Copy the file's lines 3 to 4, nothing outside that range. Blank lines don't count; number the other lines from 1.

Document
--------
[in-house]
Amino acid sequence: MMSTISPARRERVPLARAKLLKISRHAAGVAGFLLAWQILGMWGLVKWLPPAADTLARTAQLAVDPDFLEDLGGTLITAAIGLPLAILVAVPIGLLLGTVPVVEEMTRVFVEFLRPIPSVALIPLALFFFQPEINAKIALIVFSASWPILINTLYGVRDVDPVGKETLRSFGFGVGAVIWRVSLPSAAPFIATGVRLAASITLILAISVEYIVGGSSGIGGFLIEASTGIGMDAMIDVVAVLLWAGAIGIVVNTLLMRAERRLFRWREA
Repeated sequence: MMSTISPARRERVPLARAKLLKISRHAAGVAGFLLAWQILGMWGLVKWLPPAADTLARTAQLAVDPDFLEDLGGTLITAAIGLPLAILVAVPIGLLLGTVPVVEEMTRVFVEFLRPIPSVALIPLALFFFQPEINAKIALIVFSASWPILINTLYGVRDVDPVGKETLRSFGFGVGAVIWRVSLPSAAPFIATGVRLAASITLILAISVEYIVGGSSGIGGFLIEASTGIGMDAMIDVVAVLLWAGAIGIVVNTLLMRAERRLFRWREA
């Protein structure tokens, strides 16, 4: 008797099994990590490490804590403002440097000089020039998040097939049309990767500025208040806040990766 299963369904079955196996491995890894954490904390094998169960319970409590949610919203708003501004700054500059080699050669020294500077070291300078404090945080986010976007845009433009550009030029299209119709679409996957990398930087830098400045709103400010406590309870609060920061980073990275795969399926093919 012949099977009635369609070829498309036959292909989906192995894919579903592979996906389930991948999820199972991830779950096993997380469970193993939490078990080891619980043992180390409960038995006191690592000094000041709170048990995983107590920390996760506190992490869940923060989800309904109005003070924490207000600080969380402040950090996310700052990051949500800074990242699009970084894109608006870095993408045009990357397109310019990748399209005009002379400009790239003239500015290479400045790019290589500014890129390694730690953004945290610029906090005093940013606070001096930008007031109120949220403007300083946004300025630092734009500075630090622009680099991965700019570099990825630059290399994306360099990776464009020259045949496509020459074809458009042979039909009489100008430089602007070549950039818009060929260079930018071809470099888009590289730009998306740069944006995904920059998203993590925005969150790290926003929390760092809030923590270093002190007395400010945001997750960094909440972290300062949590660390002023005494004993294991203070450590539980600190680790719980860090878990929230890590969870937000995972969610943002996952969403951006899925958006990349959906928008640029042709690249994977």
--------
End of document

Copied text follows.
Repeated sequence: MMSTISPARRERVPLARAKLLKISRHAAGVAGFLLAWQILGMWGLVKWLPPAADTLARTAQLAVDPDFLEDLGGTLITAAIGLPLAILVAVPIGLLLGTVPVVEEMTRVFVEFLRPIPSVALIPLALFFFQPEINAKIALIVFSASWPILINTLYGVRDVDPVGKETLRSFGFGVGAVIWRVSLPSAAPFIATGVRLAASITLILAISVEYIVGGSSGIGGFLIEASTGIGMDAMIDVVAVLLWAGAIGIVVNTLLMRAERRLFRWREA
């Protein structure tokens, strides 16, 4: 008797099994990590490490804590403002440097000089020039998040097939049309990767500025208040806040990766 299963369904079955196996491995890894954490904390094998169960319970409590949610919203708003501004700054500059080699050669020294500077070291300078404090945080986010976007845009433009550009030029299209119709679409996957990398930087830098400045709103400010406590309870609060920061980073990275795969399926093919 012949099977009635369609070829498309036959292909989906192995894919579903592979996906389930991948999820199972991830779950096993997380469970193993939490078990080891619980043992180390409960038995006191690592000094000041709170048990995983107590920390996760506190992490869940923060989800309904109005003070924490207000600080969380402040950090996310700052990051949500800074990242699009970084894109608006870095993408045009990357397109310019990748399209005009002379400009790239003239500015290479400045790019290589500014890129390694730690953004945290610029906090005093940013606070001096930008007031109120949220403007300083946004300025630092734009500075630090622009680099991965700019570099990825630059290399994306360099990776464009020259045949496509020459074809458009042979039909009489100008430089602007070549950039818009060929260079930018071809470099888009590289730009998306740069944006995904920059998203993590925005969150790290926003929390760092809030923590270093002190007395400010945001997750960094909440972290300062949590660390002023005494004993294991203070450590539980600190680790719980860090878990929230890590969870937000995972969610943002996952969403951006899925958006990349959906928008640029042709690249994977």